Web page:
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Thursday, June 30, 2011

Hartford Food Guy Reviews: Feng Asian Bistro

The stretch of Asylum Street between Main and Trumbull has seen much better days. Now it just is surface parking on one side and a hodge-podge of old buildings and an ugly parking garage on the other. As late as the 1980’s, however, the block was still anchored by the venerable men’s store, Stackpole Moore & Tryon at the Trumbull Street end and the Hartford-Aetna National Bank Building (Hartford’s first skyscraper) at the Main Street end.

Jammed in along that stretch is an ugly old five story building that had the bad luck of having its façade re-done at the worst possible time (somewhere between 1960-1980). For many years the building was the home of Song Hays, probably the worst Chinese restaurant in which it was ever my displeasure to eat. A few years ago, however, the Ginza Restaurant Group gutted the place and opened Feng Asian Bistro, which has been a very welcome addition to the Hartford culinary scene. 

Feng is all about Asian fusion. You will find some traditional Japanese fare (like a delicious bowl of miso soup), but really the cuisine is a mix of Japanese and western elements, techniques, and styles. The combinations are interesting, and by and large delicious. We have been there several times before (mostly with friends) and we haven’t been disappointed.

After being seated in the booth at the right in the picture, Mrs. HFG and I decided to open the festivities by ordering two “flights” of sake, each consisting of three different types of cold sake. In the interest of full disclosure, I love hot sake, but I am not a big fan of cold sake. Still, it looked interesting on the menu.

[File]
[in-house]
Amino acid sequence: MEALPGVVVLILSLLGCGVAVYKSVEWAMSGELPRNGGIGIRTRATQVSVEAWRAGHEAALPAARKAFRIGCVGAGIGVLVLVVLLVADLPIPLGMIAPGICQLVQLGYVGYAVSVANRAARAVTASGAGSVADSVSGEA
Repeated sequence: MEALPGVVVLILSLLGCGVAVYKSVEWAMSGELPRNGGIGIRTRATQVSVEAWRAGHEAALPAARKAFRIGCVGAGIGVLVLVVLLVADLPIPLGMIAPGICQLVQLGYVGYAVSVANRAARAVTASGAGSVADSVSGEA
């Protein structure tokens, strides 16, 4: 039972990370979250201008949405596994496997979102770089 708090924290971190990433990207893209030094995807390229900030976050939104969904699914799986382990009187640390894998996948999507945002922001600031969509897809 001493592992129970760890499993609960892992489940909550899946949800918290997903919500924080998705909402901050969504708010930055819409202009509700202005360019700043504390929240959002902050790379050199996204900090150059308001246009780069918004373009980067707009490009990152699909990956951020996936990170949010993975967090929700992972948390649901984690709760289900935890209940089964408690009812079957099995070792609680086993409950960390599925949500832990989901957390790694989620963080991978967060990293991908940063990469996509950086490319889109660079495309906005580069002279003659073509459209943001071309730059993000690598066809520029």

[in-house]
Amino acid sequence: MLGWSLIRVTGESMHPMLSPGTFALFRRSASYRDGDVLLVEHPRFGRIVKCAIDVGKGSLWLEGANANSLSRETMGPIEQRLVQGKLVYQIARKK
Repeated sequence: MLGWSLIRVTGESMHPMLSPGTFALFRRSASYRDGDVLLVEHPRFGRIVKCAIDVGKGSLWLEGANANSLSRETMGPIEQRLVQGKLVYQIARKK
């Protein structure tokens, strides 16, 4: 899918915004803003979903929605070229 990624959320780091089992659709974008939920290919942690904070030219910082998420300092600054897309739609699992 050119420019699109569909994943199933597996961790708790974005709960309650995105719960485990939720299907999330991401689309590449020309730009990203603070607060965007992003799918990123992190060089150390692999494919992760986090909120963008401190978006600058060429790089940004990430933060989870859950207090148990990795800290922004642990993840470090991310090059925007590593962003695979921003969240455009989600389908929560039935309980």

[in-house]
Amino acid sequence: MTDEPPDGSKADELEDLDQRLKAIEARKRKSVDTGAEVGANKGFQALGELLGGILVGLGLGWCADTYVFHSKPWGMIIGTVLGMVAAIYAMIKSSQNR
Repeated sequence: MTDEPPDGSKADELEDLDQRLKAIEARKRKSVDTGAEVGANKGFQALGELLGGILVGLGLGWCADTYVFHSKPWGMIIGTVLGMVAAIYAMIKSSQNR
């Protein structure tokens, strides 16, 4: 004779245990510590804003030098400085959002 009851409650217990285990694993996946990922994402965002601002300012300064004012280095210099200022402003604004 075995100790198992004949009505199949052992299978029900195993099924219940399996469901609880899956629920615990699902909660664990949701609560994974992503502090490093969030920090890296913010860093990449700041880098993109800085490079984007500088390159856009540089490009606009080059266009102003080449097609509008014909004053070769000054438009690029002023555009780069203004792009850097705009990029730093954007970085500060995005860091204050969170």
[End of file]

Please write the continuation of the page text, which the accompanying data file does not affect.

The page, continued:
My trio ($13) consisted of three different traditional cold sakes, ranging from very dry to somewhat sweet. Somewhat like a Japanese baby bear, I thought the dry sake was too dry, the sweet sake too sweet, and the middle sake was just about right. Honestly, I don’t know that I’d order the Sake flight again, but I’m not sorry I tried it. You only live once, right?

My wife’s trio ($14) consisted of three different flavors of sake, though almost immediately after setting it down our waiter returned with a fourth cup and apologized because the bartender hand mis-poured one of the favors. She liked all four, though I did not care for them.

My wife started with a delicious bowl of miso soup with mushrooms and scallions ($6). Miso soup is made with miso paste, which is a combination of fermented rice, barley, or soybeans (most often soybeans) with salt and a particular fungus. The miso paste is then mixed with dashi, which is the quintessential Japanese stock and can be made with a variety of ingredients, though traditionally with dried kelp and dried flakes of tuna, put in water and brought to a boil then strained. The thing about miso soup is that the flavor is supposed to be there, but it should be very mild. The consistency has to be thicker than broth, but not too much. Thus, Miso soup is actually an easy dish to make badly. My wife’s soup, however, was very well balanced in terms of flavor and consistency.